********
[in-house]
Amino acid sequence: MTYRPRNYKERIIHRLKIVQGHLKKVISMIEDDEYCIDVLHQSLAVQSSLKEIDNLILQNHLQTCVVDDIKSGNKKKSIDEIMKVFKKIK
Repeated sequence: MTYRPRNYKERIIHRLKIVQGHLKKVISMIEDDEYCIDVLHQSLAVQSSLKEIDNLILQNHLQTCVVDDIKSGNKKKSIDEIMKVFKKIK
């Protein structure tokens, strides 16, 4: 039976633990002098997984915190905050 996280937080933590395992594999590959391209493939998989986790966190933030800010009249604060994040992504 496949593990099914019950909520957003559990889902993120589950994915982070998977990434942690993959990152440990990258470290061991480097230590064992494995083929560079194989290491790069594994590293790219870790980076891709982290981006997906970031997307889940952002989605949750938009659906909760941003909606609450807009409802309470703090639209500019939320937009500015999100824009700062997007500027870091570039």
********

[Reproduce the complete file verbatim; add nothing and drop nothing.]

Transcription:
[in-house]
Amino acid sequence: MTYRPRNYKERIIHRLKIVQGHLKKVISMIEDDEYCIDVLHQSLAVQSSLKEIDNLILQNHLQTCVVDDIKSGNKKKSIDEIMKVFKKIK
Repeated sequence: MTYRPRNYKERIIHRLKIVQGHLKKVISMIEDDEYCIDVLHQSLAVQSSLKEIDNLILQNHLQTCVVDDIKSGNKKKSIDEIMKVFKKIK
């Protein structure tokens, strides 16, 4: 039976633990002098997984915190905050 996280937080933590395992594999590959391209493939998989986790966190933030800010009249604060994040992504 496949593990099914019950909520957003559990889902993120589950994915982070998977990434942690993959990152440990990258470290061991480097230590064992494995083929560079194989290491790069594994590293790219870790980076891709982290981006997906970031997307889940952002989605949750938009659906909760941003909606609450807009409802309470703090639209500019939320937009500015999100824009700062997007500027870091570039």